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Shows With Contributions by Bob Sundstrom

How Birds' Names Change

Have you ever heard of a marsh hawk or a sparrow hawk? These long-familiar bird names have passed into history. The study of birds, like any science, remains a work in progress. New findings about birds' DNA or other attributes bring changes in classification of species, often resulting in new... read more »

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Topics & Themes:  birdwatching, ornithology, science

Pigeons Love Cities - But We Loved Them First

Though some might see them as winged rats in today’s cities, pigeons have a long-standing bond with people -- especially in our urban environment. From Mesopotamia, 7000 years ago, to the urban skyscrapers of today, pigeons have been a constant. They’ve served as meat and sacrifices, navigators... read more »

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Nest Cavities - Book Early

Tree Swallows and bluebirds — like this Western Bluebird — are among the earliest northbound migrants to arrive, heralding spring a month before the equinox. These species will nest only in cavities, such as old woodpecker holes or man-made nestboxes. But the supply of specialized nest sites is... read more »

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Topics & Themes:  nesting

Cranes' Voices Across the Globe

There are fifteen species of cranes across the globe, found everywhere but Antarctica and South America. During the winter, cranes forage and rest together by the thousands. Listen in to the voices of cranes from all over the world. Nothing evokes the spirit of the wild like the voices of these... read more »

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Topics & Themes:  vocalization

Mockingbirds Are Southerners

It wasn’t until the 19th century that Northern Mockingbirds began nesting in the Northeastern states. In the 20th century, the birds expanded their range into Ohio and the upper Midwest. Much of California saw the arrival of mockingbirds in the 20th century, too. Habitat change due to humans... read more »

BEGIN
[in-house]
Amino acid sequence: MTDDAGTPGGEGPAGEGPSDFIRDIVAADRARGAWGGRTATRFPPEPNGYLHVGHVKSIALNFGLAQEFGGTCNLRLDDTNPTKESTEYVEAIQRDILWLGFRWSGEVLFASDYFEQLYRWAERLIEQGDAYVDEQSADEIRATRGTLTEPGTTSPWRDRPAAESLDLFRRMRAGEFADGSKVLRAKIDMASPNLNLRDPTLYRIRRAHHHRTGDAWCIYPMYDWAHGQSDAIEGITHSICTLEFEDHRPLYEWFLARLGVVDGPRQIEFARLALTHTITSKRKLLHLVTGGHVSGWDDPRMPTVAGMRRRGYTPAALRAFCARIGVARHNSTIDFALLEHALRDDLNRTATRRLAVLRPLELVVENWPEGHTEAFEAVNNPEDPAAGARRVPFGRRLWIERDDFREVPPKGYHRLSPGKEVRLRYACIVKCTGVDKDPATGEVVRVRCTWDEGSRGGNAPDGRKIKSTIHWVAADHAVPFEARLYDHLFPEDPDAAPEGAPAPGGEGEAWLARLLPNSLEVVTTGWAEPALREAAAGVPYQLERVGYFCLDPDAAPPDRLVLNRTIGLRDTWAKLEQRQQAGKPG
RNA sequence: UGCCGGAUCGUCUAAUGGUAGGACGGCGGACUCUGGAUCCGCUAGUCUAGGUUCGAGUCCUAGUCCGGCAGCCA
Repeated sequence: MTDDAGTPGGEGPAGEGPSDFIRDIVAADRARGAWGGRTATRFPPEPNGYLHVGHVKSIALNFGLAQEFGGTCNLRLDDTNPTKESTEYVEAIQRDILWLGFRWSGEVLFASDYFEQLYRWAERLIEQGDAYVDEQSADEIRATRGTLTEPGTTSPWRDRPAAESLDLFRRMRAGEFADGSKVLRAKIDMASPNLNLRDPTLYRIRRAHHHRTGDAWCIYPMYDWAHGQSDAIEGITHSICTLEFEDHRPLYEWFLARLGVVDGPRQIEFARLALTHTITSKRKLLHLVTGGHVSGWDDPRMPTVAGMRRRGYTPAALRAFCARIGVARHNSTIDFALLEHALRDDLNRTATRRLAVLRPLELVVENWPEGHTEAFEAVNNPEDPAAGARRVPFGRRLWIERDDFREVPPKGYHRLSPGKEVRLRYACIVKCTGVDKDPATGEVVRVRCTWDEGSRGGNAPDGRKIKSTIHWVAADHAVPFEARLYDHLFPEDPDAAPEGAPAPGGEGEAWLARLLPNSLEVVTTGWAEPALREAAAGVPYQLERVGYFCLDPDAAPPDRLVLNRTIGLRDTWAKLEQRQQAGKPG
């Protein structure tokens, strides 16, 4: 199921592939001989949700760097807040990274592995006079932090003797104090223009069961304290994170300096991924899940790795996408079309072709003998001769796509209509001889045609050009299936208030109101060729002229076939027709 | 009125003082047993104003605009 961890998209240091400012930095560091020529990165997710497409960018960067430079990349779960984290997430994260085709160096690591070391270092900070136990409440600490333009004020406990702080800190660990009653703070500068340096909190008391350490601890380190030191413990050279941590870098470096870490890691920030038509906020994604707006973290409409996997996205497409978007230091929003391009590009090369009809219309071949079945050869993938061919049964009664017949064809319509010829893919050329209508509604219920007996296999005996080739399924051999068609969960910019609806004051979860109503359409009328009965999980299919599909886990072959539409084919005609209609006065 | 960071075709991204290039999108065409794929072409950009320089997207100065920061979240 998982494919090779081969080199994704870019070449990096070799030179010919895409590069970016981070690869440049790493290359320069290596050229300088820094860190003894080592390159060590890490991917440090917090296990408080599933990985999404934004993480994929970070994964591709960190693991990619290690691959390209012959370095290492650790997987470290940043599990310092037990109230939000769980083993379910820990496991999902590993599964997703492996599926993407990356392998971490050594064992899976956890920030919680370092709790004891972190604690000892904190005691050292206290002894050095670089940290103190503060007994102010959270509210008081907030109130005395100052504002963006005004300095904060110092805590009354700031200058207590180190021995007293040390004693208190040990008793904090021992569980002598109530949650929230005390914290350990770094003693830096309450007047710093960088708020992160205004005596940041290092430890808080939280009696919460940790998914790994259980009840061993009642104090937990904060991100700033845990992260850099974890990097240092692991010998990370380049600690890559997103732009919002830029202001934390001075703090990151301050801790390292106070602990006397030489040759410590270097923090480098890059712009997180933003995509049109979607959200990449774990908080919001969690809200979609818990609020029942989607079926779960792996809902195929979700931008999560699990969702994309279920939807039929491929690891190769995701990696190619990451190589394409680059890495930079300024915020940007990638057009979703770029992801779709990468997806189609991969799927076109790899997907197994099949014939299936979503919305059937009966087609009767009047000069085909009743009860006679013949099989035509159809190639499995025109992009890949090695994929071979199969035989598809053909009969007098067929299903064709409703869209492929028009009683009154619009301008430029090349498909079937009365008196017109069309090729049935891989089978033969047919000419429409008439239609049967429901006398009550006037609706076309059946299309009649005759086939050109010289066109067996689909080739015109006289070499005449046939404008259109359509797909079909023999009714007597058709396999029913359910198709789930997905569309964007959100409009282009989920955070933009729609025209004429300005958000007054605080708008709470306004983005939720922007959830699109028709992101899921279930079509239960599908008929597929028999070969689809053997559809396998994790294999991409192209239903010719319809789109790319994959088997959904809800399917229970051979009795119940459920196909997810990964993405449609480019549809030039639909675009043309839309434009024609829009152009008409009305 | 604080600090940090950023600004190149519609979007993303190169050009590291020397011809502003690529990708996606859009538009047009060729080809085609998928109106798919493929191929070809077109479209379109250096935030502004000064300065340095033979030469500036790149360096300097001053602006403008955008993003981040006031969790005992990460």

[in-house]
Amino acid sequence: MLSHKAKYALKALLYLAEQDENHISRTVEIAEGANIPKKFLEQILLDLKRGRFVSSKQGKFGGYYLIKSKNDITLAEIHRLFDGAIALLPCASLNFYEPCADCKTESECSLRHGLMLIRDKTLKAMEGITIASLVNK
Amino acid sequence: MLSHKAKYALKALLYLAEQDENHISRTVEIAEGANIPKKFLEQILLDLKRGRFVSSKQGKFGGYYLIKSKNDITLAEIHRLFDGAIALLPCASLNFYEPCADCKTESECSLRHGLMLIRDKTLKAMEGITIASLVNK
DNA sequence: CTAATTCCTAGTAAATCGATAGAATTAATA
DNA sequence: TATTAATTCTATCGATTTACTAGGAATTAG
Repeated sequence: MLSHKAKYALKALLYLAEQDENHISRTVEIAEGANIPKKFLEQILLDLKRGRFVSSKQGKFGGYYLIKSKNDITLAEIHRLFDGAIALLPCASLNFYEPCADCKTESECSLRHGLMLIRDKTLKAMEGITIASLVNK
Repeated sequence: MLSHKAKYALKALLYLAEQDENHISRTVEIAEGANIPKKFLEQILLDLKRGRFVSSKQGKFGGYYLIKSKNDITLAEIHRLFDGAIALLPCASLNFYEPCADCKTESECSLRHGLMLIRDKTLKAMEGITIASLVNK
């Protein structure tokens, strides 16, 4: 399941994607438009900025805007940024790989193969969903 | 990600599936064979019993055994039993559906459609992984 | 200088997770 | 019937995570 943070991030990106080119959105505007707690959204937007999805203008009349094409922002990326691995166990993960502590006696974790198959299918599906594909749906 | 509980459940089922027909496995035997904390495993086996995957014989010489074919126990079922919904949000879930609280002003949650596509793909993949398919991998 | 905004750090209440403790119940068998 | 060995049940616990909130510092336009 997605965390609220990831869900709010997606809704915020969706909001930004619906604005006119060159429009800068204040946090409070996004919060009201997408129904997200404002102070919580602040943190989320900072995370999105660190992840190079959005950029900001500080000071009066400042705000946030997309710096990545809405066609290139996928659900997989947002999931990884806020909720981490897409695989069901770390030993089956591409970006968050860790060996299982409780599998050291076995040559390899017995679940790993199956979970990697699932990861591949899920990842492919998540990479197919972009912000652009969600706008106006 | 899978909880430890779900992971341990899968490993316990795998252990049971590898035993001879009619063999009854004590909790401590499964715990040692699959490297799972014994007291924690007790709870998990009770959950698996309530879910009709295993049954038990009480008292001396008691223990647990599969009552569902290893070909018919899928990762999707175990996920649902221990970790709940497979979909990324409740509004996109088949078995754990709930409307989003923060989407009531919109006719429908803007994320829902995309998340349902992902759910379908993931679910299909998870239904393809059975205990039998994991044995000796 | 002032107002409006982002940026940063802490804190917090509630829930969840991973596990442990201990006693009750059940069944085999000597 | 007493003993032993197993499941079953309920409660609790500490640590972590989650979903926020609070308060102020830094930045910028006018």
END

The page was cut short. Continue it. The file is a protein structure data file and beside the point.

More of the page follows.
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Charles Darwin and the White Tern

On a stop at the Cocos Islands near Sumatra, the naturalist Charles Darwin described his first encounter with a special little bird. He wrote: “It is a small snow-white tern, which smoothly hovers at the distance of a few feet above one’s head, its large black eye scanning, with quiet curiosity,... read more »

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When Does a Crossbill's Bill Cross?

A young crossbill starts life with a wedge-shaped beak. As it grows up and starts to feed itself by removing conifer seeds from their tough packaging, the tips of its bill begin to grow rapidly — and then they cross. By the time the bird is a month and a half old, the tips of its bill become... read more »

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Left Foot or Right? Handedness in Birds

A parrot’s eyes are located on the sides of its head. So, if it wants to look at something — say, a delicious piece of fruit — it has to cock its head one way or the other do it. And if it looks with its left eye, then uses its left foot. Scientists call this handedness. That’s when one hand — or... read more »

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Who, or What, Was Mother Goose?

Mother Goose was sometimes illustrated as an old country woman wearing a tall hat and riding on the back of a goose. Or sometimes as just a big, motherly goose wearing reading glasses and a bonnet, a friendly figure children could trust.Support for BirdNote comes from Seattle’s Portage Bay Café ... read more »

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Topics & Themes:  history

Ecuador's Nature Reserves

Ecuador is home to 1,600 species of birds — twice the number in all of North America. Artist and naturalist Paul Greenfield, a long-time resident of Ecuador, has helped create conservation reserves, large and small. He feels that smaller reserves may have the best chance for long-term success.... read more »

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Topics & Themes:  environmental champion

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